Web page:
Richard Morgan tried and failed to trade his 2000 Toyota in the federal government's "cash for clunkers" program, but on Saturday he got a deal from the state of Maryland that was almost as good.

Alex Lokey carries off John Guy's 10-year-old gas-powered lawn mower. (Kim Hairston, Baltimore Sun / August 13, 2010)

He dumped his gas-hog Honda power mower and replaced it with a brand-new, deeply discounted, battery-powered rig.

"Mowing your lawn is like driving from here to Pittsburgh," said the 51-year-old Columbia resident, citing a comparison that underscores the environmental damage caused by small gasoline engines.

Morgan and hundreds of other eco-spirited, economy-minded Marylanders jumped at the chance to take part in the Great Maryland Lawn Mower Exchange of 2010. Staged in a parking lot between Baltimore's downtown sports stadiums, the event was designed to spread the word that gas mowers pollute and to provide an economical way for some to make the switch to battery power. The Maryland Department of the Environment co-sponsored the event with Clean Air Partners, a nonprofit coalition of area governments.

Morgan, a cancer scientist at the National Institutes of Health, drove up in a Sienna minivan judged too fuel-efficient to qualify for the clunkers program, which was designed to improve air quality and stimulate the economy by replacing older vehicles with newer, more fuel-efficient ones.

"We've been trying to go green in general," he said, "and it was almost time for a new mower anyway."

Mowers with gasoline engines are unusually dirty machines, spewing harmful compounds into the atmosphere at a prodigious rate.

According to the U.S. Environmental Protection Agency, gas mowers produce 5 percent of all air pollution in the United States. Most grass-cutting takes place in the warmest months of the year, when air quality is often at its worst in places like the Mid-Atlantic region

Randy Mosier, head of the MDE's air-quality division, said he was impressed that some of the mowers that people were trading in had been purchased within the last two years and still looked new.

"They're doing it for the environmental reason, not just for the discount, which is impressing us," he said as workers tossed the gas-powered castoffs into bright-orange, industrial-sized storage bins from Baltimore Scrap Corp., which plans to shred and recycle the metal components.

The downtown Baltimore event was a promotional coup for Vermont-based Neuton Mowers in the traditional backyard of a much larger competitor, Black & Decker, which also markets a rechargeable mower.

In addition to cutting emissions, battery-powered motors also reduce noise pollution. When the blade of the Neuton "smart mower" is spinning, it sounds about as loud as a small vacuum cleaner.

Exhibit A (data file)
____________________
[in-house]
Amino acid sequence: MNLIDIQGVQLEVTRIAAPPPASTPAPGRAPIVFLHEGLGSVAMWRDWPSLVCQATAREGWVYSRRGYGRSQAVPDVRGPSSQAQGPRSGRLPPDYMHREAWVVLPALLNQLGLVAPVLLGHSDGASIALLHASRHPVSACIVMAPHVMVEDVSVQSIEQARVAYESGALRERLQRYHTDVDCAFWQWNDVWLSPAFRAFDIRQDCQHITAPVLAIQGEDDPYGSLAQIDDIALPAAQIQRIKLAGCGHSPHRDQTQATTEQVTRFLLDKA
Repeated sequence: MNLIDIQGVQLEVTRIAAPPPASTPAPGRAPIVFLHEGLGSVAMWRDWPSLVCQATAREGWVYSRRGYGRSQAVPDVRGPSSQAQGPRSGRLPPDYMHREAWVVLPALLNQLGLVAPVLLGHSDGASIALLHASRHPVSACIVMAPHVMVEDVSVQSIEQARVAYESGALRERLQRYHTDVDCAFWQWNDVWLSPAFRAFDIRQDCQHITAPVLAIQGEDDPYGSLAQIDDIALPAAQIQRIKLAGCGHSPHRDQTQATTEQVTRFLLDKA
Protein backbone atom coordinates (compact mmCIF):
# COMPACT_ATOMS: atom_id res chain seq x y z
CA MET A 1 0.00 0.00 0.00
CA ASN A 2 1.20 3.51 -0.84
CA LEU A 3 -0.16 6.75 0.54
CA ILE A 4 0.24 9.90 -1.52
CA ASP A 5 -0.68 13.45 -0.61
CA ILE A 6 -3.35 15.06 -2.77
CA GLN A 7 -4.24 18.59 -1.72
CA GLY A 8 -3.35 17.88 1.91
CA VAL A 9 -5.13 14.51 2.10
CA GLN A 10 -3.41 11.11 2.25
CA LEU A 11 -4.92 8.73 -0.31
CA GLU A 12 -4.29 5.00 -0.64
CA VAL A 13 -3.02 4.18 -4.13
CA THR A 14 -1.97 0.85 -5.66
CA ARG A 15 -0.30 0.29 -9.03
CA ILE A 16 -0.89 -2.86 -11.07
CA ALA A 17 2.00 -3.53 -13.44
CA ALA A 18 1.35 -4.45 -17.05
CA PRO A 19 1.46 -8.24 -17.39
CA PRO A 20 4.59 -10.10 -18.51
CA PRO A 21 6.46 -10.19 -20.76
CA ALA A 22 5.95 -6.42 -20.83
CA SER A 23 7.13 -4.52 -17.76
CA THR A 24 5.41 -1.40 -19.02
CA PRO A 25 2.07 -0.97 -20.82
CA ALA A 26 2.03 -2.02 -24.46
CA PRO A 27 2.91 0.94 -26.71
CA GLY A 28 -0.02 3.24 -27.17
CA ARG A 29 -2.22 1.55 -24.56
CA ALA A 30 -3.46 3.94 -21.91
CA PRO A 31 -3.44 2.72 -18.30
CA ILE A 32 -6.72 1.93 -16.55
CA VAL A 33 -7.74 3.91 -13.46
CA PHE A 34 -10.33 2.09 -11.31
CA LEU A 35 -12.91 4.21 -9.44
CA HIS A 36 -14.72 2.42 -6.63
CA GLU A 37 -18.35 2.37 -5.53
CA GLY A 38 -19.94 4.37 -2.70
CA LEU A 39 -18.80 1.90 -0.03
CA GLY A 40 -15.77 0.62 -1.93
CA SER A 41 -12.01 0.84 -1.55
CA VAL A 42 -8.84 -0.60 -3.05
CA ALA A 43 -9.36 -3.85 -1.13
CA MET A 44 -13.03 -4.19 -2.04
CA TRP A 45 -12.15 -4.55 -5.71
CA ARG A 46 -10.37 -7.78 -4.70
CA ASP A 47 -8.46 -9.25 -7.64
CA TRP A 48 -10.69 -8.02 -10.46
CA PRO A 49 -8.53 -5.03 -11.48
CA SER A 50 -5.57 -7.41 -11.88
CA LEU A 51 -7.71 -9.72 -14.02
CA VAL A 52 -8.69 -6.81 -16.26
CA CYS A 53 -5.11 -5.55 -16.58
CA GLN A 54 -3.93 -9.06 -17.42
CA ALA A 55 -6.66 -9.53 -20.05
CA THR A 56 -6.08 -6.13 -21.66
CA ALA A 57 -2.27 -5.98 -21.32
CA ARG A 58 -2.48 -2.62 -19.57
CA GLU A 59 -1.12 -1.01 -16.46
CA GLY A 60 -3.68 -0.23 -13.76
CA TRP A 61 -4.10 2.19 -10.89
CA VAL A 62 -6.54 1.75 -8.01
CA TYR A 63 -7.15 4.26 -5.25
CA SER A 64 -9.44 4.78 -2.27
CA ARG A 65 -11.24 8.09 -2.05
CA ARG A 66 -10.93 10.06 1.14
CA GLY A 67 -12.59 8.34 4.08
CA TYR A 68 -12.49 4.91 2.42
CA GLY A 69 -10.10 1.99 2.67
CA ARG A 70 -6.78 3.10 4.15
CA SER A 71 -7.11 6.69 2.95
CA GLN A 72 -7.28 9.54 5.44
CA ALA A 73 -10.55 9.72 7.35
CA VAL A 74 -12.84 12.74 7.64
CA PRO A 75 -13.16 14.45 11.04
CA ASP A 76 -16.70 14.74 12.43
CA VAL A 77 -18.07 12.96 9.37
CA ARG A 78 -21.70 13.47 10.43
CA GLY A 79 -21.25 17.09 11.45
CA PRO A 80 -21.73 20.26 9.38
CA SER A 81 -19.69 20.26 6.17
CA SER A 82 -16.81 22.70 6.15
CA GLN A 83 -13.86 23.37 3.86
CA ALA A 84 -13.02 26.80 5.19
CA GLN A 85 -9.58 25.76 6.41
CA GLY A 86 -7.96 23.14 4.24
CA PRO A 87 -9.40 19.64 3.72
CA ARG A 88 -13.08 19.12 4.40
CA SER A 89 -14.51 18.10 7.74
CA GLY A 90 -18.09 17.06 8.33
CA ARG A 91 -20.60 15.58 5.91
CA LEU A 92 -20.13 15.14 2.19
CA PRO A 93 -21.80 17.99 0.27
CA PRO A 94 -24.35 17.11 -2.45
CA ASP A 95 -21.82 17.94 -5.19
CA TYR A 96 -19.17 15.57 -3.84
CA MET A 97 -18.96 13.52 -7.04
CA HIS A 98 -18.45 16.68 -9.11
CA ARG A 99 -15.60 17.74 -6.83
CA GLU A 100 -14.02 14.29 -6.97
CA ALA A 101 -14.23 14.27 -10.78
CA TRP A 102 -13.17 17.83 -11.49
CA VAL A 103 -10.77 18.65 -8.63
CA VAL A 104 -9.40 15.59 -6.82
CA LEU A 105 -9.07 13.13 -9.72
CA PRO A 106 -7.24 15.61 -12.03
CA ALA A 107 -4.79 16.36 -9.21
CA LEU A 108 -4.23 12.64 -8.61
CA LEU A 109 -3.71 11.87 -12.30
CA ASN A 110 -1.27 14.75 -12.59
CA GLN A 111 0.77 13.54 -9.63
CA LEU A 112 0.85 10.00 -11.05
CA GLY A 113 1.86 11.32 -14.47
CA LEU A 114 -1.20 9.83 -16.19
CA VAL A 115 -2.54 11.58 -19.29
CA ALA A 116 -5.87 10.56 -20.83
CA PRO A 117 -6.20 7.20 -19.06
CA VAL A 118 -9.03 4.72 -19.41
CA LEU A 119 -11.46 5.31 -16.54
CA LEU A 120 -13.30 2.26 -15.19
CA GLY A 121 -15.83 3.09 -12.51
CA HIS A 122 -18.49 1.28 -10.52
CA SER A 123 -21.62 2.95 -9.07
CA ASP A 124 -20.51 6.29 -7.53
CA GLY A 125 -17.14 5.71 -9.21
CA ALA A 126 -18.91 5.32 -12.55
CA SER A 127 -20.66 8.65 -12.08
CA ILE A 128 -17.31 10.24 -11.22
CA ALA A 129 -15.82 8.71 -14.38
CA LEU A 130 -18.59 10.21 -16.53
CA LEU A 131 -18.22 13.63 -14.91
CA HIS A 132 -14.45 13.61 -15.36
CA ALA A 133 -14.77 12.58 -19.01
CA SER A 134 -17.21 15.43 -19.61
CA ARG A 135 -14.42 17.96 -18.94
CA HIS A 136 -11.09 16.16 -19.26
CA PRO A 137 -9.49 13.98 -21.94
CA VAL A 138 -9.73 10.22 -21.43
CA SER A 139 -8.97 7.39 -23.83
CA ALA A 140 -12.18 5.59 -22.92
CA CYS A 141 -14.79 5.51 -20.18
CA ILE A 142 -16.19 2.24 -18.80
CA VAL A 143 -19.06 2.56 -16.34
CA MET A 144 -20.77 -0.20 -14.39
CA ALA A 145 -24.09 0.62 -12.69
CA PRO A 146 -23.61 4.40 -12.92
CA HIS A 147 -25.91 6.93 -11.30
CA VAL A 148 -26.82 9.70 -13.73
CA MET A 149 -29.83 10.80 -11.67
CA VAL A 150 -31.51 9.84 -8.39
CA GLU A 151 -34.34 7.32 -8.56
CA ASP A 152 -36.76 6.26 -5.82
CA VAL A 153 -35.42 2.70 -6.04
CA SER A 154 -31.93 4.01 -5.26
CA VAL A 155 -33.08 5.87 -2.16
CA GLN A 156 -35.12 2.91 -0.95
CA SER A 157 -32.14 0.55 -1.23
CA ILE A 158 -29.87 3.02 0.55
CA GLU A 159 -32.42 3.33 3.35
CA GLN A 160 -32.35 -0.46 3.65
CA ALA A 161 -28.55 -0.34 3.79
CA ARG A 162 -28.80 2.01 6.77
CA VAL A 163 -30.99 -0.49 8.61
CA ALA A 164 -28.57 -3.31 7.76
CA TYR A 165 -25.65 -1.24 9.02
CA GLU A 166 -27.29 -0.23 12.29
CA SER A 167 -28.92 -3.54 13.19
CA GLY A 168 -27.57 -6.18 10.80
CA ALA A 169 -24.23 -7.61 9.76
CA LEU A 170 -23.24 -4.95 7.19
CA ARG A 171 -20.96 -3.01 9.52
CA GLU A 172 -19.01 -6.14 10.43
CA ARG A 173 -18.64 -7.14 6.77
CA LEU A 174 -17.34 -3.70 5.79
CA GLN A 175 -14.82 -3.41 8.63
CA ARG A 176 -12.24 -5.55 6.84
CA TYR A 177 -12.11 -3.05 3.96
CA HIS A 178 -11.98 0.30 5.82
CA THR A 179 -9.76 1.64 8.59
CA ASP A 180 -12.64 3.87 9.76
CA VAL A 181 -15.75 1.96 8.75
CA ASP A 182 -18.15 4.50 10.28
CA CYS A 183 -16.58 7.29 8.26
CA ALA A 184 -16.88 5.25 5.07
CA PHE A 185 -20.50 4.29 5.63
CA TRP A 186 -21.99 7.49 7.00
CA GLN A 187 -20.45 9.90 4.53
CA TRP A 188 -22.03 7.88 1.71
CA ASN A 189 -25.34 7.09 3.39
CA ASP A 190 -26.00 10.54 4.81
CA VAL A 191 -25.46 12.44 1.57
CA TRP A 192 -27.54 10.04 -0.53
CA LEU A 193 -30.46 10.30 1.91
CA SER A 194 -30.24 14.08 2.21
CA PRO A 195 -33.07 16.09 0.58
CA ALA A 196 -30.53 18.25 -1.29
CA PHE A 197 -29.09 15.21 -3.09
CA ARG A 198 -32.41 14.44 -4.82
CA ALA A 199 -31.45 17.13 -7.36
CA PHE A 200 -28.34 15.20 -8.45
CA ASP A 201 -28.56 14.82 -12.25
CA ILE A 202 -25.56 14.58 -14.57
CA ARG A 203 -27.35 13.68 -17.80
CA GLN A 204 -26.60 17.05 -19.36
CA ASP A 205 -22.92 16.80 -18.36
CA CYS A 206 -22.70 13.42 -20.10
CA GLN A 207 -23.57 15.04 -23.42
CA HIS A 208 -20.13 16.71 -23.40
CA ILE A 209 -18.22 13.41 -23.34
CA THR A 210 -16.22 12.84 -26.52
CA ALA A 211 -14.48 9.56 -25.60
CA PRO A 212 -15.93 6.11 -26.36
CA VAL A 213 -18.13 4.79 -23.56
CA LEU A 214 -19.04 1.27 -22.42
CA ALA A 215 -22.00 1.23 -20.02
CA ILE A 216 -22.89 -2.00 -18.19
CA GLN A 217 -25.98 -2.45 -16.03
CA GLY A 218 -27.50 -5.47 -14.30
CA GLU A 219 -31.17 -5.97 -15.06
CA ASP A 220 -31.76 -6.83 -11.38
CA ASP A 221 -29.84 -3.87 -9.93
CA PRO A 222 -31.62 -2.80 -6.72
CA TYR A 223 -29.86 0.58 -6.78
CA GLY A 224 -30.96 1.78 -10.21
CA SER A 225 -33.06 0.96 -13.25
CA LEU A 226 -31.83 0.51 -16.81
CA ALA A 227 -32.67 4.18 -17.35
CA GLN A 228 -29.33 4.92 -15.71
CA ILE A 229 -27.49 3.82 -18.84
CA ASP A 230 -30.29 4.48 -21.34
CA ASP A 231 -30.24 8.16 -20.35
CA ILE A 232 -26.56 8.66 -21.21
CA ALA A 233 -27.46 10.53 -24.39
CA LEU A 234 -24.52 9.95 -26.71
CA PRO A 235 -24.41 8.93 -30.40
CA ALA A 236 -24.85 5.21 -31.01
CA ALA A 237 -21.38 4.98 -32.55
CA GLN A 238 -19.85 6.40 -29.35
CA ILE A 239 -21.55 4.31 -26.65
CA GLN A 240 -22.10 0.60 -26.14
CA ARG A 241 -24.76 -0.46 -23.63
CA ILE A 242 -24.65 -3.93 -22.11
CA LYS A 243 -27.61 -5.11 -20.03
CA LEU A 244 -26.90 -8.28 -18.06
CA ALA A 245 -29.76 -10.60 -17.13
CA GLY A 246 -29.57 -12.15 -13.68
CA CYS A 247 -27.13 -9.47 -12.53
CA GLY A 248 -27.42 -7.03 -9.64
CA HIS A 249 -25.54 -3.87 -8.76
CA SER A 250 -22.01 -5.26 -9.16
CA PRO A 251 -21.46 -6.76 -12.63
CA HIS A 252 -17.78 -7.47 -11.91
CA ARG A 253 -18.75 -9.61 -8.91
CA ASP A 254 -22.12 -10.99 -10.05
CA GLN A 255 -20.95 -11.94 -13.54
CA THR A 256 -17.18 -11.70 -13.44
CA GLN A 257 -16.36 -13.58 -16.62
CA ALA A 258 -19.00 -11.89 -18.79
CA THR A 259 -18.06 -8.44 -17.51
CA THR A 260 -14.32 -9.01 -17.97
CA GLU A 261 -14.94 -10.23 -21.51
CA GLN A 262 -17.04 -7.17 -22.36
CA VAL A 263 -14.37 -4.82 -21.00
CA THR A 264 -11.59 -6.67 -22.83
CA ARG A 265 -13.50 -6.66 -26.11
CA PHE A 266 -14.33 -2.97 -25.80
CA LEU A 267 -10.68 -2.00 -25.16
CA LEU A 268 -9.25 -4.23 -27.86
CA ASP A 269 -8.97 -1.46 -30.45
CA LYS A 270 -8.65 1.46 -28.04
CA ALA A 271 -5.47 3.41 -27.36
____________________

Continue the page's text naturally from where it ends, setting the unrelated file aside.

Mosier said the state has run three previous gas-mower trade-in promotions, starting in 1995, but this weekend's was the most successful by far. More than 900 people, responding to an ad campaign on TV and online, signed up in advance to qualify for the discount.

A total of 1,110 new lime-green colored Neuton mowers were available for purchase at roughly one-third the regular price of $400 and $500.

Keith Lamirande, 43, of Silver Spring carpooled in his Mercury SUV hybrid with a neighbor so each could dispose of an old gas mower. The men said their families already participate in community efforts to help the environment, such as reducing runoff into the Chesapeake Bay by putting rain barrels on downspouts and planting rain gardens in their yards.

Lamirande, an administrator with the U.S. Department of Health and Human Services, said he'd been considering battery-powered mowers for some time but found them "a little bit pricey." The hefty discount provided by the state, he said, was an offer he "couldn't pass up."

By late morning, a line of cars, trucks and vans, from petroleum-sipping Priuses to guzzling Silverados, had deposited a pile of old mowers: Yardmasters, Snappers, Weed Eaters, John Deeres, Craftsmen and other gas-powered models. Participants in the swap program, which cost the state $185,000, had to be Maryland residents, but there was no requirement that the old mowers still worked.

Carol Ann Aus, 43, a CareFirst business analyst, said the deal was "serendipitous," because she'd been ready to replace her 10-year-old push mower. She expects to recharge her new machine with solar panels she plans to install at her Finksburg home, though she'll still use a gas-powered riding mower to maintain most of her 3.5-acre plot.

The Neuton mower contains a Duracell battery that runs for up to an hour and takes between four and 14 hours to recharge using ordinary household current. Because the battery lifts out, a spare can be inserted to add mowing time while the first recharges.

The company says its products are particularly popular in environmentally conscious Southern California, which has long put a premium on reducing emissions from gasoline engines.

Gas-powered mowers are particularly harmful to air quality during the area's ozone season, which runs from May until early October, said Russ Ulrich of the Baltimore Metropolitan Council, which represents the region's elected officials and chartered the nonprofit Clean Air Partners with the Metropolitan Washington Council of Governments.

If people have to use gas-powered mowers, he said, the best time is "rather early in the morning," before the atmosphere heats up and ozone pollution worsens.